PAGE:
Local Faces: Sister Mary Lyons
AGING is an inevitable part of living and ultimately, we’re all flying towards old age like a train on the tracks – if we’re not their already.
Some 19-years from now, 1.4 million people in Ireland will be over the age of 65 – which is one out of every four people.
Building an age friendly society to ensure that nobody – of any age, creed, race or background – gets left behind and in particular, that older people feel safe, secure and participatory in their community, simply can’t go amiss.
And, based on Census data from 2016, South Dublin has potential for substantial projected increases in the number of older persons – which creates challenges for the healthcare system, welfare services and general amenity.
There is plenty of opportunity to invest now, with targeted interventions directly into communities to tackle and address the needs of an ageing population.
For Sister Mary Lyons, who has been involved with the Older People’s Council in South Dublin for seven years and is the current chairperson, she wants to see the country continuing to work towards creating an age-friendly society.
“What I’d like to see is parking facilities specifically for older people, just like what you would have for people with disabilities, or the family parking spaces,” Sr Lyons tells The Echo on the phone, just after scoring a goal in a football match at the St Paul’s Secondary School sportsday.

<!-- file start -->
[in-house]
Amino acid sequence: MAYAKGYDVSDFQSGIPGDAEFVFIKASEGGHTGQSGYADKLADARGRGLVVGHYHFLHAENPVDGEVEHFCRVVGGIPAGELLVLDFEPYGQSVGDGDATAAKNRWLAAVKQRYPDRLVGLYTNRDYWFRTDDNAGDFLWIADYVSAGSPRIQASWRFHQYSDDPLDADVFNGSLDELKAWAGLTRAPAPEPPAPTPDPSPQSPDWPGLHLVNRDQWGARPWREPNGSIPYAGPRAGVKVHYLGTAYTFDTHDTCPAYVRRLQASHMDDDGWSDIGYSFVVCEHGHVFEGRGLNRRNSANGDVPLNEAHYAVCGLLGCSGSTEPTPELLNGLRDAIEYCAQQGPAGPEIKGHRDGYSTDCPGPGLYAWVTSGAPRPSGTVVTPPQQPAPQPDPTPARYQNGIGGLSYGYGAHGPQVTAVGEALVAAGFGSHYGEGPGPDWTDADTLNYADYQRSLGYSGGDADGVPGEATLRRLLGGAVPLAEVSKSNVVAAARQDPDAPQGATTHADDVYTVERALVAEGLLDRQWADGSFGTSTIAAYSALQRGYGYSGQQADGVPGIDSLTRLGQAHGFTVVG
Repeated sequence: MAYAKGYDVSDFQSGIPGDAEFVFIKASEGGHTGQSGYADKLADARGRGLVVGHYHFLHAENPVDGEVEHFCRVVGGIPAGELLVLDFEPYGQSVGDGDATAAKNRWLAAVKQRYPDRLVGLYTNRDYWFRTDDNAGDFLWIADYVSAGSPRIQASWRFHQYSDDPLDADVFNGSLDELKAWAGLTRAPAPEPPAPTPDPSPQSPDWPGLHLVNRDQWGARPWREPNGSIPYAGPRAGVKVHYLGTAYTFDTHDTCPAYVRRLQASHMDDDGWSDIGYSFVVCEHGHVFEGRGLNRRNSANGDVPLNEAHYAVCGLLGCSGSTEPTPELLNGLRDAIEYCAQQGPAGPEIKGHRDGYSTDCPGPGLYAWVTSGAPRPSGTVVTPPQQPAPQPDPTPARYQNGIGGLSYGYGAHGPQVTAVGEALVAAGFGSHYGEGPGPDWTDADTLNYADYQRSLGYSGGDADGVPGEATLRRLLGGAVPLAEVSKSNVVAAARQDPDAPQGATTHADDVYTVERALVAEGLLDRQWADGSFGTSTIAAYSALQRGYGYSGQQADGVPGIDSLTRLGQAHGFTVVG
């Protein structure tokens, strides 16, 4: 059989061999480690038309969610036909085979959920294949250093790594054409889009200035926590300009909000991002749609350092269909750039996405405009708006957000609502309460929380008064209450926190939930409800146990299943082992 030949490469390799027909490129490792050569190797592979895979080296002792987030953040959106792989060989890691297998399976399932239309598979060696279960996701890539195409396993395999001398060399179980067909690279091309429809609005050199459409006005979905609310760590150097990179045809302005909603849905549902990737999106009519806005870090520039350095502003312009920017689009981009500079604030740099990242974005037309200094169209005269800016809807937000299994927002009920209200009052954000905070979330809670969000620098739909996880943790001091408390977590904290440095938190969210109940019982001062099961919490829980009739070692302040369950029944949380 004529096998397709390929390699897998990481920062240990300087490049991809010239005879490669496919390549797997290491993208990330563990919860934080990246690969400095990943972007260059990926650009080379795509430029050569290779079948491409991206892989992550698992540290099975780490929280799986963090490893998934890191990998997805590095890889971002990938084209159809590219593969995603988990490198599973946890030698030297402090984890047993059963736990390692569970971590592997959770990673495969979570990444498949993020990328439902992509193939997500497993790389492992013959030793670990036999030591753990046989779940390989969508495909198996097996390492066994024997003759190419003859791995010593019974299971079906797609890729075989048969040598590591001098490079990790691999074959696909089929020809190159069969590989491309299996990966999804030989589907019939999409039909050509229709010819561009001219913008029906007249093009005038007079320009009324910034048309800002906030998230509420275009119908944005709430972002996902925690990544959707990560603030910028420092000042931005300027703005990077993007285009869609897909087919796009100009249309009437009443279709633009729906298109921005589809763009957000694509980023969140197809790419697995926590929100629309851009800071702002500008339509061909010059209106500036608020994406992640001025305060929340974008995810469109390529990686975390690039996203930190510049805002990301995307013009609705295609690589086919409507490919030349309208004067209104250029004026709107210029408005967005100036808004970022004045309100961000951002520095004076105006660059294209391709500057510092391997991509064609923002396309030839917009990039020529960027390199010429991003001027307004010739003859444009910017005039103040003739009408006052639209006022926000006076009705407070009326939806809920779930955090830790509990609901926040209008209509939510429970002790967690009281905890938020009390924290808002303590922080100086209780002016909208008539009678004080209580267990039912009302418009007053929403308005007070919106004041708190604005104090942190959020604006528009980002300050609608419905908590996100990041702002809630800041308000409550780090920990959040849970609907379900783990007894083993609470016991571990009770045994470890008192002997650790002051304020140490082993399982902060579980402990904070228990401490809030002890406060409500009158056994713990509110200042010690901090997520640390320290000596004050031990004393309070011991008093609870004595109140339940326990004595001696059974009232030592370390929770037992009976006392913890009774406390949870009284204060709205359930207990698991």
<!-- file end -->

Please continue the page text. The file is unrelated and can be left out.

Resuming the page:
“I think what is important is that there are meetings, or some sort of awareness campaign, made around the enduring power of attorney.
“So what that means is that if you are not in the right frame of mind, maybe you could have dementia, and if you can’t make a decision, your son or daughter can for you. “But clearer information needs to be spread about it.
It is the same when it comes to forms, we need to have clearer instructions on forms – like your driver’s licence renewal forms.
“There is a general lack of transport and direct access to much-needed services, I feel like this needs to be addressed and lastly, broadband, particularly in the country, something needs to be done about that.”
Born in 1947, young Mary Lyons grew up on a farm, the second youngest of eight children, with a joy for football and hurling, and loved education.
When asked about why she decided to join the congregation and pursue a faith-based life, sister Mary feels like she had a calling and that it was something she had to do.
Sister Mary remembers when St Paul’s Secondary School was built in Greenhills and she became an official teacher with the school in 1970, having completed a degree in Spanish and Irish in University College Dublin and her Higher Diploma in Education.
In the intervening years, Sister Mary lived in England for 12-years and set up three schools with the Sisters of St Paul in Romania between 2004 and 2008, before moving home to Greenhills.
While Sr Mary has had some doubts over the years, it would be nearly impossible for her to lose faith after having an extraordinary encounter in 1972 following the death of her sister, Breda.
“You would always have the odd doubt, but I have great faith and I’ll tell you why,” Sr Mary elaborates.